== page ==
MOSCOW – Russian President Vladimir Putin told local media he will adhere to the country’s Constitution which was revised last year to bar the transfer of territory to a foreign power, indicating Moscow will not engage Tokyo in negotiations over the nations’ long-running territorial dispute.
But in his remarks, aired on a state-run television channel Sunday but made last Wednesday, Putin added he wants to “develop” ties with Japan despite his pledge to not “do anything that runs counter” to the Constitution.
It was the first time the Russian leader publically indicated he will not respond to Tokyo’s claims on four Russian-held islands based on constitutional amendments approved by a vote in July that include clauses banning the cession of territory.
The dispute over the islands has stood in the way of the nations signing a post-World War II peace treaty.
While the amendments do not apply to border demarcation, Putin told the editors-in-chief attending the meeting to ask Foreign Minister Sergey Lavrov which parts of the nation are affected.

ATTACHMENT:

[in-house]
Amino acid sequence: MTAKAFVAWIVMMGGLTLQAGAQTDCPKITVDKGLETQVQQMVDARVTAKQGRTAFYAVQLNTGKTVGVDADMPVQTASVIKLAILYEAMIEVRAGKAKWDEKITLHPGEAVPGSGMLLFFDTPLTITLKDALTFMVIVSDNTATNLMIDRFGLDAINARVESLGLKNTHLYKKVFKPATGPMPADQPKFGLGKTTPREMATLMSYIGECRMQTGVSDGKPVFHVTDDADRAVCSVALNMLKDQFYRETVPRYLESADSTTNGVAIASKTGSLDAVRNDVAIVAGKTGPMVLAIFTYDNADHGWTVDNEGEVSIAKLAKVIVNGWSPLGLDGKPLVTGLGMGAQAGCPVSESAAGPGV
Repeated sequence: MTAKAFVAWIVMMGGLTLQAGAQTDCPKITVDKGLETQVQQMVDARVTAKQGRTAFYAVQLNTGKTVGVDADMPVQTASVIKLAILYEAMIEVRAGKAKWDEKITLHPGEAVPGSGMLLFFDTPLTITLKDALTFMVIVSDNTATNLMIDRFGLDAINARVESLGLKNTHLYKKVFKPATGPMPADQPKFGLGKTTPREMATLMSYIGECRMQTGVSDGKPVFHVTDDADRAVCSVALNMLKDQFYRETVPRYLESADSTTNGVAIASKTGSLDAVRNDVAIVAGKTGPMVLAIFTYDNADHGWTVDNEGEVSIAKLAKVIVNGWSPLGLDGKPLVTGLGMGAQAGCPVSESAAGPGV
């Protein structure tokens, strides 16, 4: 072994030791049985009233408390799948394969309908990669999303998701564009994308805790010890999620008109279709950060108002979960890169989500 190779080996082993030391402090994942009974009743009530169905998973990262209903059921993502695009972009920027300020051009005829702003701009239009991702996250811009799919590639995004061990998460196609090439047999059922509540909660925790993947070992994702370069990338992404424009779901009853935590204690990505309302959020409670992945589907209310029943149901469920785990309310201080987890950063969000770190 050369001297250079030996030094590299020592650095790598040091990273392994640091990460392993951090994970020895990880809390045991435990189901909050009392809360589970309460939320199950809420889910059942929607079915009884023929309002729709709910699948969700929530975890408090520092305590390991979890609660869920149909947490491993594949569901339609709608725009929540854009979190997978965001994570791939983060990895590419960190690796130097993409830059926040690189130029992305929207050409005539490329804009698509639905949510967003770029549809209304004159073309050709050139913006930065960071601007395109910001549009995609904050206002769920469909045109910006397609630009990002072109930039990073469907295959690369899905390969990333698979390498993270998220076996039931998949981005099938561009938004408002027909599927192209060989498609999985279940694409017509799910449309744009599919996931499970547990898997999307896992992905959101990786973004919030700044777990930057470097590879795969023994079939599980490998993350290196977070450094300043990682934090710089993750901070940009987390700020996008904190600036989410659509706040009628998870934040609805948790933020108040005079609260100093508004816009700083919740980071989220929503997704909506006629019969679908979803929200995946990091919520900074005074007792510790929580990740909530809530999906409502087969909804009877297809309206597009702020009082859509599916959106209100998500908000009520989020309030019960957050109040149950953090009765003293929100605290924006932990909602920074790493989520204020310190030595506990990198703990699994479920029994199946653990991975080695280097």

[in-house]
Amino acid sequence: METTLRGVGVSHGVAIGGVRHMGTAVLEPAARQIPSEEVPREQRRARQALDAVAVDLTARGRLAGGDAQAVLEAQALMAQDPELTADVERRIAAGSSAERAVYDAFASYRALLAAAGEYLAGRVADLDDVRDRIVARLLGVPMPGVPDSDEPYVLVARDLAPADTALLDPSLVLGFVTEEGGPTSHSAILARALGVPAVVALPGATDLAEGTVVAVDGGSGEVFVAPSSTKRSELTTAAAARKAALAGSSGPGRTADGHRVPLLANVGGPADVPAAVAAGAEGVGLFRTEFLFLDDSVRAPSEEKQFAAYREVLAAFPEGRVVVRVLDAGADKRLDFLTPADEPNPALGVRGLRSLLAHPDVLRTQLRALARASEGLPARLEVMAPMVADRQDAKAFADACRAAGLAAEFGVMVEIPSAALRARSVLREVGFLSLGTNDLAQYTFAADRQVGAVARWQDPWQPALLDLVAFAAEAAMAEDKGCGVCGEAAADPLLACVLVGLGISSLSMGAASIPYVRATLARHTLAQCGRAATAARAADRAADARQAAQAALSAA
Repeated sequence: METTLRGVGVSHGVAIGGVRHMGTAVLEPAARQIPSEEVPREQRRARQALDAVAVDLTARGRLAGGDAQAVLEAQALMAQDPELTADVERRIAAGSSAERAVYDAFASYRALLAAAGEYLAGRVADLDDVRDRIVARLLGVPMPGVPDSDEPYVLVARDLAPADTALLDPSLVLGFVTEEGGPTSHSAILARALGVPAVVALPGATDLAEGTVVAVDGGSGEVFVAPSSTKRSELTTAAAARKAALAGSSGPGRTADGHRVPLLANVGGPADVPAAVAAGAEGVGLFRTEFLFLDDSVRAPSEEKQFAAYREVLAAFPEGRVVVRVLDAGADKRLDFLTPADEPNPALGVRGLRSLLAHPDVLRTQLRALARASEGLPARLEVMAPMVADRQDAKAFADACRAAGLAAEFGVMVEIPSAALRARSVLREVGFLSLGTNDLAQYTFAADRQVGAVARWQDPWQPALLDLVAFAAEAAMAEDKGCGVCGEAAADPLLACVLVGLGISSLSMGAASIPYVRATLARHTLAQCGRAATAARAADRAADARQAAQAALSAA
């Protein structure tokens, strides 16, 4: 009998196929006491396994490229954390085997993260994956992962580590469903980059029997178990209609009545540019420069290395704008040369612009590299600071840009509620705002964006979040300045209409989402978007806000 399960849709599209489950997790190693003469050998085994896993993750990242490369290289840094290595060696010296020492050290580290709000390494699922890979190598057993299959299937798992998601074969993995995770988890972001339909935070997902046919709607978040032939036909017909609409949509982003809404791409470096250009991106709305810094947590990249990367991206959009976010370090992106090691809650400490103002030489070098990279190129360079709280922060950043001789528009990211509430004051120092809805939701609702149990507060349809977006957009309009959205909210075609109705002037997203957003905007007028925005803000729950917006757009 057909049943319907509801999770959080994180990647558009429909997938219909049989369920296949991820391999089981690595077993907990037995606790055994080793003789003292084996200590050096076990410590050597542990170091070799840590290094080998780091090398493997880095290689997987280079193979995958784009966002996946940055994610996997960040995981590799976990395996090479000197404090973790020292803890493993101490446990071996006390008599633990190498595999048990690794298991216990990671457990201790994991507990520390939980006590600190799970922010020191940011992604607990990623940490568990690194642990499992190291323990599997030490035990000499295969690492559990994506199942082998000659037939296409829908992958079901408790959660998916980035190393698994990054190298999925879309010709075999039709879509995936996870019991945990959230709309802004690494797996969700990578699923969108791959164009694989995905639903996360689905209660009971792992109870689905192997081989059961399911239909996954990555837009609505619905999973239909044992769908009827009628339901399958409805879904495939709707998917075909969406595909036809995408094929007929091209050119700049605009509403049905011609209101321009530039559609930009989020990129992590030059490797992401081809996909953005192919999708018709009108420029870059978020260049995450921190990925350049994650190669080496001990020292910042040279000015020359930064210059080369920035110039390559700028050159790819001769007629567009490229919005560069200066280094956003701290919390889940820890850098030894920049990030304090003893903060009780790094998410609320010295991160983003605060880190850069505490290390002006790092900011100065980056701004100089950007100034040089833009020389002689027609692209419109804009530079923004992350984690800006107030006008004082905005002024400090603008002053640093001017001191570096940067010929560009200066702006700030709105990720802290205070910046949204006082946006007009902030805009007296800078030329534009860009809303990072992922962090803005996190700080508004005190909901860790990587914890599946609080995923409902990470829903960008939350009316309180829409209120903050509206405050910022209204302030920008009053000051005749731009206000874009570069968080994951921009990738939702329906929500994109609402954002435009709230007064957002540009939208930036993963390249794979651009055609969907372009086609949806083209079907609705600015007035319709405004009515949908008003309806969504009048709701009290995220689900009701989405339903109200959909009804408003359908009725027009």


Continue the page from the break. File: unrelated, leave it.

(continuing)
Tokyo reacted to Putin’s remarks Monday, with Chief Cabinet Secretary Katsunobu Kato stressing Japan’s stance on the territorial dispute is unchanged.
“We would like to continue our tenacious effort under our basic policy of resolving the territorial issue and signing a peace treaty,” Kato told a press conference.
He also added that Putin and Japanese Prime Minister Yoshihide Suga confirmed in a September phone call they would accelerate negotiations toward a peace treaty based on a 1956 joint declaration between the two countries.
Tokyo has long sought the return of the four islands off the Hokkaido coast it calls the Northern Territories. The islands were seized by the Soviet Union following Japan’s surrender in 1945 and are called the Southern Kurils by Russia.
Before Putin’s remarks, Dmitry Medvedev, the deputy chairman of Russia’s Security Council and former president, said on Feb. 1 the constitutional revision has made discussions with Japan over the territorial dispute impossible.